BROOKSVILLE — Christofer Chesson-Dennis pulled into a parking lot north of downtown early Saturday and told two police officers he needed directions.

But police say it was Chesson-Dennis who wound up giving officers directions — to his drugs.501293049_17531286_8col

Chesson-Dennis, 24, was driving a Jeep Liberty north on N Broad Street about 12:30 a.m. when he slammed on the brakes and turned into the parking lot of a real estate office where two Brooksville police officers were parked, according to an arrest report. The Spring Hill resident told officers he had pulled over to ask them for directions.

The officers smelled burned marijuana coming from inside the Jeep and asked Chesson-Dennis if he had any contraband. He admitted he had a “weed bowl” on him and pulled a marijuana pipe from the driver’s seat cushion.

When the officer said he was going to search the car, Chesson-Dennis said he had a bag of methamphetamine and a pipe in his shorts pocket, police said. The clear rocks in the bag tested positive for methamphetamine. The pipes also tested positive for marijuana and meth, according to police.

Chesson-Dennis of Shady Hills was arrested and charged with possession of marijuana, methamphetamine and drug paraphernalia. He was released Tuesday from the Hernando County Detention Center after posting $1,000 bail.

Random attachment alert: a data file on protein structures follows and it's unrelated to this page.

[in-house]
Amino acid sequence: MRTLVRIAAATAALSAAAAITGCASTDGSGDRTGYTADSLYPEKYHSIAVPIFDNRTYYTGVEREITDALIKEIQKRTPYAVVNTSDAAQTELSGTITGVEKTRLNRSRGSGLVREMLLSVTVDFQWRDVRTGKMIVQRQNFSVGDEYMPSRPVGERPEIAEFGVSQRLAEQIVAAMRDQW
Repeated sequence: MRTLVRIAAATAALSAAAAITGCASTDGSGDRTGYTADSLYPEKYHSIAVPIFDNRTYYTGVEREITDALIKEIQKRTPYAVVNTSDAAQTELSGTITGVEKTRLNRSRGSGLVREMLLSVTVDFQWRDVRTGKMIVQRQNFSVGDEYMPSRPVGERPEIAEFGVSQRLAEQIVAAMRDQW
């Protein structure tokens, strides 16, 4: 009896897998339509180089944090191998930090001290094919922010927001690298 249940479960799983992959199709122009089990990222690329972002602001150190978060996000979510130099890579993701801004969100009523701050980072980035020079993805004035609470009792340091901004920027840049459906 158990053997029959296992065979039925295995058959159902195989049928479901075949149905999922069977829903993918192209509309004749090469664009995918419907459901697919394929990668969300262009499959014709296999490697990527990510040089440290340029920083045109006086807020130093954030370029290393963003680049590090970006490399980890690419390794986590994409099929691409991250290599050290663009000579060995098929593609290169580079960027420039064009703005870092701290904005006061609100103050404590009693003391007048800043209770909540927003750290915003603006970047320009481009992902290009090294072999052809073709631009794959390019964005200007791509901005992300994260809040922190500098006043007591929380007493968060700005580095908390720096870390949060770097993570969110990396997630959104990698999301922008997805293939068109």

A Rome man was in jail Tuesday after police said they found him walking around McHenry Primary School at 3:20 a.m. with drugs.

According to Floyd County Jail reports:

Joseph Weldon Hubbard, 36, of 50 Wallace Drive, initially gave police a false name 577bf08015149_imagewhen they approached him at the school on McHenry Drive.

When officers searched him, they turned up methamphetamine in a small pill bottle, marijuana and a number of oxycodone and hydrocodone pills.

Hubbard is charged with felony possession of methamphetamine, possession of meth with the intent to distribute and felony possession of Schedule II narcotics.

He’s also facing misdemeanor charges of contempt of court, possession of marijuana, possession of drugs not in an original container and providing police a false name.

Hubbard was being held on a $10,100 bond.


Comments Off on 2 men stop hijacking suspect, Eric Timothy Davidson, 27, of Gainesville, attempting to take car with child inside – he had Methamphetamine on his person

A Gainesville man allegedly attempted last week to hijack a car with a child in the backseat, police said.